Isaiah's Christ in Matthew's Gospel
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Publisher: Cambridge University Press
Number of Pages: 260
Width: 14 cm
Height: 21.6 cm
Matthew's Jesus is typically described as the humble, compassionate messiah. This 2002 book argues that this is, however, only half the story. Matthew's theologically rich quotation of Isaiah 42.1-4, traditionally considered one of the four servant songs, underscores that manifest in Jesus' powerful message and deeds, particularly his healings and inclusion of the marginalized, is the justice that was thought to accompany the arrival of the kingdom of God. The study explores modifications to the text-form of the Isaianic citations, their relationship to the surrounding context, and the rhetorical force of the final form. It argues that the quotations are bi-referential, functioning on both a narrative and theological level, and also explores the issues surrounding the troublesome 'extraneous' content. It arrives at the conclusion that this citation was central to Matthew's understanding of Jesus' life and mission. All totalled, this study offers a refreshing exploration of Matthew's high, ethical Christology.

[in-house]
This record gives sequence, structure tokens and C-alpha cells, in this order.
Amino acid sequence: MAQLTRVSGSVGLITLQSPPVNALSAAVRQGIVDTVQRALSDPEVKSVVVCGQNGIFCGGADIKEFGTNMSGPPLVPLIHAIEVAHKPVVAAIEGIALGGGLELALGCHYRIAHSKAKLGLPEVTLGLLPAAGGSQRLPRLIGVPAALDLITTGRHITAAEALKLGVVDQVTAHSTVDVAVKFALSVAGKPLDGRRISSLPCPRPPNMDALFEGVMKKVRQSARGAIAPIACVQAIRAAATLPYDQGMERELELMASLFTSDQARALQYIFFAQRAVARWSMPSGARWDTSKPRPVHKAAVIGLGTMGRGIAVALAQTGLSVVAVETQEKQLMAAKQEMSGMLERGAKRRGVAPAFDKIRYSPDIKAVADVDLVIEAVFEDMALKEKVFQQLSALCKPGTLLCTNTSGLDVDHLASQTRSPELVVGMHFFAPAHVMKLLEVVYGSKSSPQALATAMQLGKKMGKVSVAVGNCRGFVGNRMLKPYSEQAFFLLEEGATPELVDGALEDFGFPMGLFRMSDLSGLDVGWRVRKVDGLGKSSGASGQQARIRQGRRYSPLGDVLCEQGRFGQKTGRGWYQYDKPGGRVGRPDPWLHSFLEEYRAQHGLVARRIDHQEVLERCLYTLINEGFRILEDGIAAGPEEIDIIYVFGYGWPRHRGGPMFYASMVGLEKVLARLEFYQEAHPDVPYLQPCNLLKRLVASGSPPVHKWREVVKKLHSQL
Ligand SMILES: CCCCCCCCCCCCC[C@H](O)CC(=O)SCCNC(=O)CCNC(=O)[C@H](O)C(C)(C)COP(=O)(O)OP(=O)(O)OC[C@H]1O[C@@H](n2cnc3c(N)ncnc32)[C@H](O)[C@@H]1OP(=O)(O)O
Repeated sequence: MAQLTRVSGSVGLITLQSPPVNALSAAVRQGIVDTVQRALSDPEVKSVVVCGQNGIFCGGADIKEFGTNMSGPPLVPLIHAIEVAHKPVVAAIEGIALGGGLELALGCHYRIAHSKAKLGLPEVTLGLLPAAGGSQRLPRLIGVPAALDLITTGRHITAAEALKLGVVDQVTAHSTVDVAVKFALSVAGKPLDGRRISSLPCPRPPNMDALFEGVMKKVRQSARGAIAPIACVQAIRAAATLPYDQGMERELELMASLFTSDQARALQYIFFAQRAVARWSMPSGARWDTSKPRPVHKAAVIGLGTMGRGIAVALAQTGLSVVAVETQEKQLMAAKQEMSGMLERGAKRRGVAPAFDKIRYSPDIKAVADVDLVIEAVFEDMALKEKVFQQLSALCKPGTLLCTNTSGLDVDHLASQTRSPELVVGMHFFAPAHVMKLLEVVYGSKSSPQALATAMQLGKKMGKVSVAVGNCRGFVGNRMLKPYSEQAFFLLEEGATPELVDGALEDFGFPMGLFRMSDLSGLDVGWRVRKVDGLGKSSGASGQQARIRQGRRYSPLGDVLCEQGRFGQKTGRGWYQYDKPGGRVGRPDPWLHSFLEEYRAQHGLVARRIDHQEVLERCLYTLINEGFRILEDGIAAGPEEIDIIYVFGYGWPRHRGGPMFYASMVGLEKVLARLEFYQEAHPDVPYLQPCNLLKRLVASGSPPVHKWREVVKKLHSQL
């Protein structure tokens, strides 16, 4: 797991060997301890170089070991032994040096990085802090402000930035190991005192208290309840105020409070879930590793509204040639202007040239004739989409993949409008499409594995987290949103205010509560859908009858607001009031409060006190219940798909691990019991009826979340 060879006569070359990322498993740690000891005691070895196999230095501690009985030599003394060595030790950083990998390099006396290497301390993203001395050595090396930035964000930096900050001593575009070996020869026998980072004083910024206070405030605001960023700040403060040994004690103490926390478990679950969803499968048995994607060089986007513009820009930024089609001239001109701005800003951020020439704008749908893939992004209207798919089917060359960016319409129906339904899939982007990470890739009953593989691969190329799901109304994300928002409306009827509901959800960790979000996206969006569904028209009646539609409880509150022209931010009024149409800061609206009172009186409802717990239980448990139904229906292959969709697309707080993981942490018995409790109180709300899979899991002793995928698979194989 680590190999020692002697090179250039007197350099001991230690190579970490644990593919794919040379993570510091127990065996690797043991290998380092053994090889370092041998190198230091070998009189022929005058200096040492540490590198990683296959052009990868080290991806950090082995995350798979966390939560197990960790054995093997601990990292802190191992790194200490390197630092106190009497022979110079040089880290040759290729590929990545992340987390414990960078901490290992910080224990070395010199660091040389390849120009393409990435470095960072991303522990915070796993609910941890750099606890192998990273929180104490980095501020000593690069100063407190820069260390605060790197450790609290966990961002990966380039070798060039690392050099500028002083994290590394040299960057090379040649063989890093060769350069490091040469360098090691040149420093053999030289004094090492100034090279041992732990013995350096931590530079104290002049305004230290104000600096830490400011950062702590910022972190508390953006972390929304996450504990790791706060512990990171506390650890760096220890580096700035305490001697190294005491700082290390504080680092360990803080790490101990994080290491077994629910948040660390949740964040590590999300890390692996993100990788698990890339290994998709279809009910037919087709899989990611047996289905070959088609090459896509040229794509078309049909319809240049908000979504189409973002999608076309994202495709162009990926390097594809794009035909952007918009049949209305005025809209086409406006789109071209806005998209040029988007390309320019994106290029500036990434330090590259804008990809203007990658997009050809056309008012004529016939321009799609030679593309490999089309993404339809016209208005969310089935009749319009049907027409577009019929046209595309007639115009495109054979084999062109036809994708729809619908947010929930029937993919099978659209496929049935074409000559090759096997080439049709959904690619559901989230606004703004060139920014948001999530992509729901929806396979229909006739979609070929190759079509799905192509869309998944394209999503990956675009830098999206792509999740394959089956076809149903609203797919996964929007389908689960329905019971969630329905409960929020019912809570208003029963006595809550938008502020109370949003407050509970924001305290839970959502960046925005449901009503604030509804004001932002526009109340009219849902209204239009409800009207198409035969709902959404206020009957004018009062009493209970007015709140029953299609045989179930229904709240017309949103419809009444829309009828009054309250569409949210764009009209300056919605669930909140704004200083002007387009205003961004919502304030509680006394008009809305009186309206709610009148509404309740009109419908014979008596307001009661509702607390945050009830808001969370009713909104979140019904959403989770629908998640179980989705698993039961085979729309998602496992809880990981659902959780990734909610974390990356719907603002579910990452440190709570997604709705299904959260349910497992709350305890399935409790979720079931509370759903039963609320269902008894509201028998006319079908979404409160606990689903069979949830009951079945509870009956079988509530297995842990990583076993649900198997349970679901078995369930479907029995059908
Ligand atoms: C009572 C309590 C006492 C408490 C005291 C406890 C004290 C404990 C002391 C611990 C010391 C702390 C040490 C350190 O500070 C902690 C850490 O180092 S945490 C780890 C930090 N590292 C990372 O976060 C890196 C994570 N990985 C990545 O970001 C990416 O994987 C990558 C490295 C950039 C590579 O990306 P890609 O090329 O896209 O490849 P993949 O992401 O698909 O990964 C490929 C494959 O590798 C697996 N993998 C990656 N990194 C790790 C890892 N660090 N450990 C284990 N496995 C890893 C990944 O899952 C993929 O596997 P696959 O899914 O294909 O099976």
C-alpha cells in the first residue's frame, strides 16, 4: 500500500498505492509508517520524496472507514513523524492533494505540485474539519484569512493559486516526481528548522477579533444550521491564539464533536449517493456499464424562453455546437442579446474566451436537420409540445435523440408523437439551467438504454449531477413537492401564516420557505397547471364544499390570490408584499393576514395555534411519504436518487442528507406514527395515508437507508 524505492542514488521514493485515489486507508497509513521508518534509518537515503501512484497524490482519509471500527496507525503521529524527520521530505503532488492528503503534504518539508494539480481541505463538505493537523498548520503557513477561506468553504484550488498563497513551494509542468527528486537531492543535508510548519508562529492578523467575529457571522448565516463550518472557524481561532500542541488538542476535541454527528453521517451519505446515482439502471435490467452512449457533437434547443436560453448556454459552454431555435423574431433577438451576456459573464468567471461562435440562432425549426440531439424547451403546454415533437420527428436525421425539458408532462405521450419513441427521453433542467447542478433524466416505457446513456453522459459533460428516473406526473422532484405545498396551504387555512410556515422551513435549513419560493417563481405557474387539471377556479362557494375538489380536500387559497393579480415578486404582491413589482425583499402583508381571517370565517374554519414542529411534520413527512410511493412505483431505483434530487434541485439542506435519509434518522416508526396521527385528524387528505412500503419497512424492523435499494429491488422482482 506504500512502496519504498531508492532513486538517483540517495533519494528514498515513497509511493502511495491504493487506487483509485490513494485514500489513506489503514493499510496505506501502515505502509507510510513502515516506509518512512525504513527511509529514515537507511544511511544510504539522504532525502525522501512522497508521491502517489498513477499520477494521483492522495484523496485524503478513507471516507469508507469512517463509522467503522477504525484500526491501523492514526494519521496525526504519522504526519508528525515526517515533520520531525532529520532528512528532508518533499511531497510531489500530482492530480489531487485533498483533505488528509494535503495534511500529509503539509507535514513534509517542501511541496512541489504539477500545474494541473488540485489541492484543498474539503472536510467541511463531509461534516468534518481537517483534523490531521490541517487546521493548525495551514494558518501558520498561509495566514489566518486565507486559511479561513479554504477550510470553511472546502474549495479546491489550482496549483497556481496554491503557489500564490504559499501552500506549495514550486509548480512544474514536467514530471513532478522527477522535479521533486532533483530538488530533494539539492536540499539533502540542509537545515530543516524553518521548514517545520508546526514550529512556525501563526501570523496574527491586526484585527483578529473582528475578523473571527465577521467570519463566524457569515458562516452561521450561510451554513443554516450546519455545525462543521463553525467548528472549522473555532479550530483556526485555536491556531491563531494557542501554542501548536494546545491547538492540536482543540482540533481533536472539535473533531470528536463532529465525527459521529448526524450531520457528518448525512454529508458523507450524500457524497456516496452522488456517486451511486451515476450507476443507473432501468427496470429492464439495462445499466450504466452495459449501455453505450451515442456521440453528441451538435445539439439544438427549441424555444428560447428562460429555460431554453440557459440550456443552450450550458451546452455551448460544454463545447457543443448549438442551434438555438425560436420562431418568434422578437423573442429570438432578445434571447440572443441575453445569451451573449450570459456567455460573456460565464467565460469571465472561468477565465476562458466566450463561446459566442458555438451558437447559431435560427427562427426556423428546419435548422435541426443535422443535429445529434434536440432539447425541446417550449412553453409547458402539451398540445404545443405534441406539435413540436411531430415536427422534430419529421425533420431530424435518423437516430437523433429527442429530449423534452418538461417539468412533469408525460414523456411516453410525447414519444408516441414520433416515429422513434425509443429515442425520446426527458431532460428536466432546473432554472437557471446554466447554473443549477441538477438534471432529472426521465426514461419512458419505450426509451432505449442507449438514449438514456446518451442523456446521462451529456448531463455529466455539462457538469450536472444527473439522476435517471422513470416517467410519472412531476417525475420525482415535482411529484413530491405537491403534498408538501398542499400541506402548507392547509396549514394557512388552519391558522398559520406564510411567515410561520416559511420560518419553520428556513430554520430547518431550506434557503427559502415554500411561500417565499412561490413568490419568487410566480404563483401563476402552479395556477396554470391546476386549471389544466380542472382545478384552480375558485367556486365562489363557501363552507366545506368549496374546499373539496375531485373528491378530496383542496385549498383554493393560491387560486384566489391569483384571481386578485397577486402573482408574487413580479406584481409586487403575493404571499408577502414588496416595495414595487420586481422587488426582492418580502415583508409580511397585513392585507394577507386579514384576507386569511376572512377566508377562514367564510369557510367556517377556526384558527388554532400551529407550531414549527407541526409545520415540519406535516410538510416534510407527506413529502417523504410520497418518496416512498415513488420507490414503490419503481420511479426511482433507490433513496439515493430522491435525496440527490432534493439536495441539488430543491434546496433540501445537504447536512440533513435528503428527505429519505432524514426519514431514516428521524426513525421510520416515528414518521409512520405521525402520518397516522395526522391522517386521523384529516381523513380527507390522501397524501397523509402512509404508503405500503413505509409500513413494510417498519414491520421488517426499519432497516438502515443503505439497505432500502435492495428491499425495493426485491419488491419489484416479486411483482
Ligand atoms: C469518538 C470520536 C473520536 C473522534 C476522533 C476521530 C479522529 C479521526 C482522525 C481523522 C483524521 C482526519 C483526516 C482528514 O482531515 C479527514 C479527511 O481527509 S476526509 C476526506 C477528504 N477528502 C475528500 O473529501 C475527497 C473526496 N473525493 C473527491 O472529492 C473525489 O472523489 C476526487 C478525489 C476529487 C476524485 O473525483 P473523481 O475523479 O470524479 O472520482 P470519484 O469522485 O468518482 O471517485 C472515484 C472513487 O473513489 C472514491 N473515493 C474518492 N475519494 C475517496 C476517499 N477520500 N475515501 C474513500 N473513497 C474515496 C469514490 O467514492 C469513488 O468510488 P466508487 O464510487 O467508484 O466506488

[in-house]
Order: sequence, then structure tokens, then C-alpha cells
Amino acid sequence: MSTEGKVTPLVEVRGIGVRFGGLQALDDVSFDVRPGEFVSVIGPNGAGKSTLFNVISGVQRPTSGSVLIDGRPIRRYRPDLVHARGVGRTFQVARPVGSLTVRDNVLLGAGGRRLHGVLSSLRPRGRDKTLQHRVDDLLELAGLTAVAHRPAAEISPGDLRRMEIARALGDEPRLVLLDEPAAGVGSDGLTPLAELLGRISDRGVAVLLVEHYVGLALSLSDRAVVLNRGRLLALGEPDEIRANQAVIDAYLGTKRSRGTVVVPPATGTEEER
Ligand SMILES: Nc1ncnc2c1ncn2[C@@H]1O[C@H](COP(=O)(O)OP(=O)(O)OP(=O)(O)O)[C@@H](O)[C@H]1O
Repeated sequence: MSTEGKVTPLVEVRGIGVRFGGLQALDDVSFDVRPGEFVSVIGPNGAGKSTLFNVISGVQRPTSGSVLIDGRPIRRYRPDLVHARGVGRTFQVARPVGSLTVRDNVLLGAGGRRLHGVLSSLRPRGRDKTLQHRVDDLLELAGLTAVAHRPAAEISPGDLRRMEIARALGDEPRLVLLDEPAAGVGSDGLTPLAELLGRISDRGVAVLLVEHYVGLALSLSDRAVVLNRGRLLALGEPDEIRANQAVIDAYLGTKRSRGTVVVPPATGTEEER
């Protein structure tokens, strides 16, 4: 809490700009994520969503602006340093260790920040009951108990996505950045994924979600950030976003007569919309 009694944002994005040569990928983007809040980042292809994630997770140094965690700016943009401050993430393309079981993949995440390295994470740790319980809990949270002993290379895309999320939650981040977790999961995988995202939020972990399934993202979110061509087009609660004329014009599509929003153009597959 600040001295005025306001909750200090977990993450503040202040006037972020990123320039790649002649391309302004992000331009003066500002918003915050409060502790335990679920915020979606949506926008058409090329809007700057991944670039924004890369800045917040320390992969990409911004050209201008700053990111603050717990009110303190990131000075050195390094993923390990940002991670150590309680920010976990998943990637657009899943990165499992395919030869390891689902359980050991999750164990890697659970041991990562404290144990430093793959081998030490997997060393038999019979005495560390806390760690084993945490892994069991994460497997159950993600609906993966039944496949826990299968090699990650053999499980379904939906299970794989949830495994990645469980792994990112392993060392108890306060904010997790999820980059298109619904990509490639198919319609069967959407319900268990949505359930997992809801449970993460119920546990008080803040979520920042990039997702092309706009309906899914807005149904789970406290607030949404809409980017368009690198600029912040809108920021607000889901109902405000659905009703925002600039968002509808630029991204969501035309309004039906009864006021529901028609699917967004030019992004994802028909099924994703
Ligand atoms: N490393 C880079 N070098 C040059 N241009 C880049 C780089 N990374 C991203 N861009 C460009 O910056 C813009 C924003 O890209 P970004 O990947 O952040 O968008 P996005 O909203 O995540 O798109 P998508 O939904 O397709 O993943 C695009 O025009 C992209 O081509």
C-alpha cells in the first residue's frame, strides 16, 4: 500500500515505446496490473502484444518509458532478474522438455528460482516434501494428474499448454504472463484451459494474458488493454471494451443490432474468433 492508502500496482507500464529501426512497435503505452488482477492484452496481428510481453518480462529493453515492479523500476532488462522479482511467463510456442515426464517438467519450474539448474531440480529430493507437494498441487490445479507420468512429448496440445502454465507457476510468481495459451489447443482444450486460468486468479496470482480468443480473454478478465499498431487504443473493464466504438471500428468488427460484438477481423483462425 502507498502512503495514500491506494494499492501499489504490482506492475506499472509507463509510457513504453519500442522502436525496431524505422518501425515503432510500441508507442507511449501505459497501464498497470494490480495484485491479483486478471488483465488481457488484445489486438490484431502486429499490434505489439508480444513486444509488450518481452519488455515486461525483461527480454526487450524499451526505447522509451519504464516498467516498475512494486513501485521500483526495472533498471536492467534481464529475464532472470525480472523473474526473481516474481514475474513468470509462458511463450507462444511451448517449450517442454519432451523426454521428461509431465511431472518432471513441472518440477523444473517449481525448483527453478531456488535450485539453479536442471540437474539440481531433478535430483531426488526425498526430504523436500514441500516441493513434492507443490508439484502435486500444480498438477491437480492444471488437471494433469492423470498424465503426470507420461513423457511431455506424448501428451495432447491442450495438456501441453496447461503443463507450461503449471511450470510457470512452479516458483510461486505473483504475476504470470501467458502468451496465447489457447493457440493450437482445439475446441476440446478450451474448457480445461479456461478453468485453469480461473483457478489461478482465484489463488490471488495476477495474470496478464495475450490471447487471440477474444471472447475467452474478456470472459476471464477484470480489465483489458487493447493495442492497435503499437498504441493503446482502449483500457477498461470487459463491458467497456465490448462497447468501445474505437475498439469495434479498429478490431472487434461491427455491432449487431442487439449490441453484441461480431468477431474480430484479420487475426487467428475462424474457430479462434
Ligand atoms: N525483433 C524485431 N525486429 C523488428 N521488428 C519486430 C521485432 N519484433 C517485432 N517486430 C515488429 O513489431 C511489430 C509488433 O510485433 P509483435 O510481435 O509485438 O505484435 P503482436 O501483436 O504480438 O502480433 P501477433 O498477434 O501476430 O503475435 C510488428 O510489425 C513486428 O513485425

'... a stimulating and well argued piece of work ... Richard Beaton's book is an excellent contribution.' Journal of the New Testament Society of South Africa '... his emphasis on the ethical dimension of Matthew's Christology is to be welcomed. He is also to be commended on the depth of his exegesis of key Old Testament citations in Matthew, and on the extent to which he is able to draw on an extensive range of relevant scholarship. This book will be appreciated by all those with an interest in Matthew's Gospel, in the use of the Old Testament in the New, or in early Christian Christologies.' Susan Docherty, Scripture Bulletin 'Beaton demonstrates that Matthew's use of this (and other) Isaiah text(s) is more complex than previously believed, exhibiting a bi-referential function in the final form of Matthew ... Beaton has certainly mad a fine contribution to the field of Judeo-Christian exegetical practices and toward a better understanding of Matthean Christiology.' European Journal of Theology